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Korbel Champagne Cellars' Bill Owens said the company is aware of the problem and will work to clean it up this week.

"We don't like it either," said Owens, a vice president for production.

Owens said Korbel is working with Don McEnhill of Russian Riverkeeper, a Healdsburg-based nonprofit group that monitors the river, to mobilize boats and a work crew on Wednesday or Thursday.

"With our resources, we can only work from the top of the bank," Owens said. "We have been chasing this thing whenever we can, however Don has some resources (who) are comfortable and competent working in the water."

In the spring or summer, after the threat of winter rains, Owens said Korbel will hire a contractor with an excavator to remove the debris, which he said was dumped there more than three decades ago.

McEnhill said he expects to be able to get 10 boats in the river this week and have the majority of the trash picked up within a day.

He said there have been similar problems along the stretch of river in the past.

"The immediate need is to get all that stuff off so the river doesn't come up and send it all down the river," McEnhill said.

The problem area is a bend where the river channel has shifted over the years, eroding the bank and eating into the vineyard. It is a spot where grapes had been planted over former trash and debris pits.

Owens said several acres of vineyards at that site have been lost to erosion.

He also said Korbel had dealt with this same dump site in 1998 and thought it had been cleaned up.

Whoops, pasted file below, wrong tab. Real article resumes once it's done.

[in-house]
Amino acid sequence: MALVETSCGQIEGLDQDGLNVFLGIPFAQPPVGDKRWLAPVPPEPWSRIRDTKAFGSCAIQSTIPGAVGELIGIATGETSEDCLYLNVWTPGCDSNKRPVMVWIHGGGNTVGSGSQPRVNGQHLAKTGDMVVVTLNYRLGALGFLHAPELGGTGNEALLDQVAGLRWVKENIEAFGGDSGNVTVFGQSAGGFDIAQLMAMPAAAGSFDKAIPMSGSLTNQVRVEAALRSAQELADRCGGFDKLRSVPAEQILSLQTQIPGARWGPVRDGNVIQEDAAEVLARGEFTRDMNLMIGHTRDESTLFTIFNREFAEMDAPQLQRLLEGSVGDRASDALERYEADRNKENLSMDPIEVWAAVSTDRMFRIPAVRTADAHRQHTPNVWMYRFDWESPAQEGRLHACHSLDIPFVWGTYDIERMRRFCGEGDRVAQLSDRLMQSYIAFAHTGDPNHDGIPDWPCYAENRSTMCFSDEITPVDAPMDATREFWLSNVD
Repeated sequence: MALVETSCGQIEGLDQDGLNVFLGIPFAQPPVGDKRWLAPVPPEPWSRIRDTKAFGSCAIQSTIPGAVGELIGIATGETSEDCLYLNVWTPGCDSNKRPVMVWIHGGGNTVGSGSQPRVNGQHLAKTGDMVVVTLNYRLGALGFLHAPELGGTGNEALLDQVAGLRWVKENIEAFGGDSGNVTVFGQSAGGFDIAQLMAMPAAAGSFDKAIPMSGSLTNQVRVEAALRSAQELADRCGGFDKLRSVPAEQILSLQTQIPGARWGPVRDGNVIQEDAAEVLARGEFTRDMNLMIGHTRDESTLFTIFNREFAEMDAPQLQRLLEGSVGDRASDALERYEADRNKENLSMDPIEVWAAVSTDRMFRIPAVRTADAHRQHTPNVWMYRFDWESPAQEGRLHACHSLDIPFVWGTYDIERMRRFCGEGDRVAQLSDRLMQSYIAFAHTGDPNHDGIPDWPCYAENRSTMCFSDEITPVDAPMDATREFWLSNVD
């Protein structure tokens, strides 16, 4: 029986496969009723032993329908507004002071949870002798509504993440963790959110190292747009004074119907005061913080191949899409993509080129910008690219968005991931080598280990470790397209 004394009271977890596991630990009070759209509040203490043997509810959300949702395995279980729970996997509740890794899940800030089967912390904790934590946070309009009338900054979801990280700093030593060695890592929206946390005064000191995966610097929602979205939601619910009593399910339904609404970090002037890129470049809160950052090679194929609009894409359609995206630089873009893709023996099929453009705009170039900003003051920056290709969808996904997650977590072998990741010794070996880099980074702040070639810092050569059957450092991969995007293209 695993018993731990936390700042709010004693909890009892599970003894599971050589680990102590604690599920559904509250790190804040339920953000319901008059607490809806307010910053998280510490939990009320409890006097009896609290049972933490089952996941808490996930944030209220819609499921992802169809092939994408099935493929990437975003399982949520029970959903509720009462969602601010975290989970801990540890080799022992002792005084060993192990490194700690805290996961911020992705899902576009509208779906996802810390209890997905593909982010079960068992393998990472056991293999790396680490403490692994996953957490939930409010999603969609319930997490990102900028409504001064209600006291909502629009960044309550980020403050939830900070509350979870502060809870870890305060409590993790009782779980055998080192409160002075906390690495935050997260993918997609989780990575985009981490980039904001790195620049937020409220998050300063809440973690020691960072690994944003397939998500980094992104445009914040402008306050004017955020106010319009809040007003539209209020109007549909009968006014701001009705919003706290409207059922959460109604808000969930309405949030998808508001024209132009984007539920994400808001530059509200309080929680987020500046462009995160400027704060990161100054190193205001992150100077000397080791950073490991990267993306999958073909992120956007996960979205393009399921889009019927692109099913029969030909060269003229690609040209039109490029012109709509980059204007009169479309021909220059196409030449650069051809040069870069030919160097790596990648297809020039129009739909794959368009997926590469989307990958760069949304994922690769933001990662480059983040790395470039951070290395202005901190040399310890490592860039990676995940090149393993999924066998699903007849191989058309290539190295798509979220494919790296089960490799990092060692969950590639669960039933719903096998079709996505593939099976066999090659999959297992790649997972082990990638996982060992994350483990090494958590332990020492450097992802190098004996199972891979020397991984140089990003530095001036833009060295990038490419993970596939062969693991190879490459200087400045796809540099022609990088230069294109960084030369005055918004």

The exposed trash is readily visible by boat. Plastic, champagne bottles and other debris protrude from the mud.

"It has been an ongoing issue for a few years," said Capt. Steve Riske, an official at the state Fish and Game office in Windsor.

"Every year the river goes up, it washes away the bank and more of the trash has been exposed."

Riske said that as long Korbel hires people to clean up the river and remove the trash, his agency is satisfied.

That could change, he said, if barrels of fluids or similar items were to be spotted poking out of the hillside.

"But from what we have seen, plastic sheeting and that kind of thing, there is not an immediate threat. Excavating would do more bad than good," Riske said.

The North Coast Regional Water Quality Control Board, which oversaw the cleanup in 1998, will be sending people to the scene, said Luis Rivera, assistant executive officer.

For about a half-mile downstream, trees are littered with torn plastic up to 15 feet above the water level, a high-water mark from December storms.

"All the years being on the river, and how beautiful it is — this makes me sick to my stomach, not only as a businessman making my living on the river, but just being a resident," said Steve Jackson, owner of King's Sport & Tackle in Guerneville.

Jackson said he moved to the Russian River area as a child and remembers catching his first fish at the age of 13.

"You go to the Eel, you don't see this; you go to the Smith, you don't see this kind of thing," said Jackson, who took his drift boat past the Korbel site. "It's horrible."

River residents said they began noticing the debris after Dec. 30. The river has reached a depth of nearly 24 feet at Guerneville, high enough to erode the river bank upstream at Korbel.

You can reach Staff Writer Bob Norberg at 521-5206 or bob.norberg@pressdemocrat.com.